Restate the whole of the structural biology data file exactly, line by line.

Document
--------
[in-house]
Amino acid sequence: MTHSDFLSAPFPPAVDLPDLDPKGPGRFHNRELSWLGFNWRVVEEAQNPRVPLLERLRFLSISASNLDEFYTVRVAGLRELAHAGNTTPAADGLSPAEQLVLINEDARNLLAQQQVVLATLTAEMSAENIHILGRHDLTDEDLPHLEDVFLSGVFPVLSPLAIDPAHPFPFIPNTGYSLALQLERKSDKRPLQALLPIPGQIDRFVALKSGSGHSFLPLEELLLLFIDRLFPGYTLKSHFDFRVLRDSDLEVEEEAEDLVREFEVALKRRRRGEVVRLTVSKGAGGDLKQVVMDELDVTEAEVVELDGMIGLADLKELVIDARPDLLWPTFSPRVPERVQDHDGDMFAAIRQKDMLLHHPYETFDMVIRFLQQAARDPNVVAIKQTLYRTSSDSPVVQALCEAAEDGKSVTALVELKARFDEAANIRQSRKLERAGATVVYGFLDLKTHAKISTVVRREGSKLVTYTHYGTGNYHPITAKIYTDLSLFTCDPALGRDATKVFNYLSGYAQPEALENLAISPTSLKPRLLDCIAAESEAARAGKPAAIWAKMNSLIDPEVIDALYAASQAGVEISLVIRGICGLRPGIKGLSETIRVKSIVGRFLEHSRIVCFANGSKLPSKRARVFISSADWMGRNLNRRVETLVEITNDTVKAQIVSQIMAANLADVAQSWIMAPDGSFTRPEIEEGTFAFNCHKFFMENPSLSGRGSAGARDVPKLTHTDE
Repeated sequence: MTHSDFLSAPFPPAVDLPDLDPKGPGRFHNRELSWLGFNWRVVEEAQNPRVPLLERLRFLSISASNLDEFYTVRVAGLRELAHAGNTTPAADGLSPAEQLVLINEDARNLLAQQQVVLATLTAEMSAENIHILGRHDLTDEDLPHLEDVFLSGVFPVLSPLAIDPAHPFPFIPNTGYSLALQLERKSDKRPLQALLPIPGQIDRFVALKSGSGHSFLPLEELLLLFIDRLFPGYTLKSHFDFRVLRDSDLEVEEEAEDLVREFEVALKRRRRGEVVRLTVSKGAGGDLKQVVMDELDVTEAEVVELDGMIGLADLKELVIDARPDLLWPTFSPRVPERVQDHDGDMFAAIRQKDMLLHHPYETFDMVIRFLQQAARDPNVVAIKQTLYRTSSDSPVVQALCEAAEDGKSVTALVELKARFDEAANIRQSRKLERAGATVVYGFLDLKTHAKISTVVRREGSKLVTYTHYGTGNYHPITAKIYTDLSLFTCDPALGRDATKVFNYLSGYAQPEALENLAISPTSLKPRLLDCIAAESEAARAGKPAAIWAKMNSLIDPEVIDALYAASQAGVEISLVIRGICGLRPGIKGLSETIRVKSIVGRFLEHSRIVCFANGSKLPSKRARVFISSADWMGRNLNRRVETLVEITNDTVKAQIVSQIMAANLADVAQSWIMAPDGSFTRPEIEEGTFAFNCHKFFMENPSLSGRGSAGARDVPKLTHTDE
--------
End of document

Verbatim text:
[in-house]
Amino acid sequence: MTHSDFLSAPFPPAVDLPDLDPKGPGRFHNRELSWLGFNWRVVEEAQNPRVPLLERLRFLSISASNLDEFYTVRVAGLRELAHAGNTTPAADGLSPAEQLVLINEDARNLLAQQQVVLATLTAEMSAENIHILGRHDLTDEDLPHLEDVFLSGVFPVLSPLAIDPAHPFPFIPNTGYSLALQLERKSDKRPLQALLPIPGQIDRFVALKSGSGHSFLPLEELLLLFIDRLFPGYTLKSHFDFRVLRDSDLEVEEEAEDLVREFEVALKRRRRGEVVRLTVSKGAGGDLKQVVMDELDVTEAEVVELDGMIGLADLKELVIDARPDLLWPTFSPRVPERVQDHDGDMFAAIRQKDMLLHHPYETFDMVIRFLQQAARDPNVVAIKQTLYRTSSDSPVVQALCEAAEDGKSVTALVELKARFDEAANIRQSRKLERAGATVVYGFLDLKTHAKISTVVRREGSKLVTYTHYGTGNYHPITAKIYTDLSLFTCDPALGRDATKVFNYLSGYAQPEALENLAISPTSLKPRLLDCIAAESEAARAGKPAAIWAKMNSLIDPEVIDALYAASQAGVEISLVIRGICGLRPGIKGLSETIRVKSIVGRFLEHSRIVCFANGSKLPSKRARVFISSADWMGRNLNRRVETLVEITNDTVKAQIVSQIMAANLADVAQSWIMAPDGSFTRPEIEEGTFAFNCHKFFMENPSLSGRGSAGARDVPKLTHTDE
Repeated sequence: MTHSDFLSAPFPPAVDLPDLDPKGPGRFHNRELSWLGFNWRVVEEAQNPRVPLLERLRFLSISASNLDEFYTVRVAGLRELAHAGNTTPAADGLSPAEQLVLINEDARNLLAQQQVVLATLTAEMSAENIHILGRHDLTDEDLPHLEDVFLSGVFPVLSPLAIDPAHPFPFIPNTGYSLALQLERKSDKRPLQALLPIPGQIDRFVALKSGSGHSFLPLEELLLLFIDRLFPGYTLKSHFDFRVLRDSDLEVEEEAEDLVREFEVALKRRRRGEVVRLTVSKGAGGDLKQVVMDELDVTEAEVVELDGMIGLADLKELVIDARPDLLWPTFSPRVPERVQDHDGDMFAAIRQKDMLLHHPYETFDMVIRFLQQAARDPNVVAIKQTLYRTSSDSPVVQALCEAAEDGKSVTALVELKARFDEAANIRQSRKLERAGATVVYGFLDLKTHAKISTVVRREGSKLVTYTHYGTGNYHPITAKIYTDLSLFTCDPALGRDATKVFNYLSGYAQPEALENLAISPTSLKPRLLDCIAAESEAARAGKPAAIWAKMNSLIDPEVIDALYAASQAGVEISLVIRGICGLRPGIKGLSETIRVKSIVGRFLEHSRIVCFANGSKLPSKRARVFISSADWMGRNLNRRVETLVEITNDTVKAQIVSQIMAANLADVAQSWIMAPDGSFTRPEIEEGTFAFNCHKFFMENPSLSGRGSAGARDVPKLTHTDE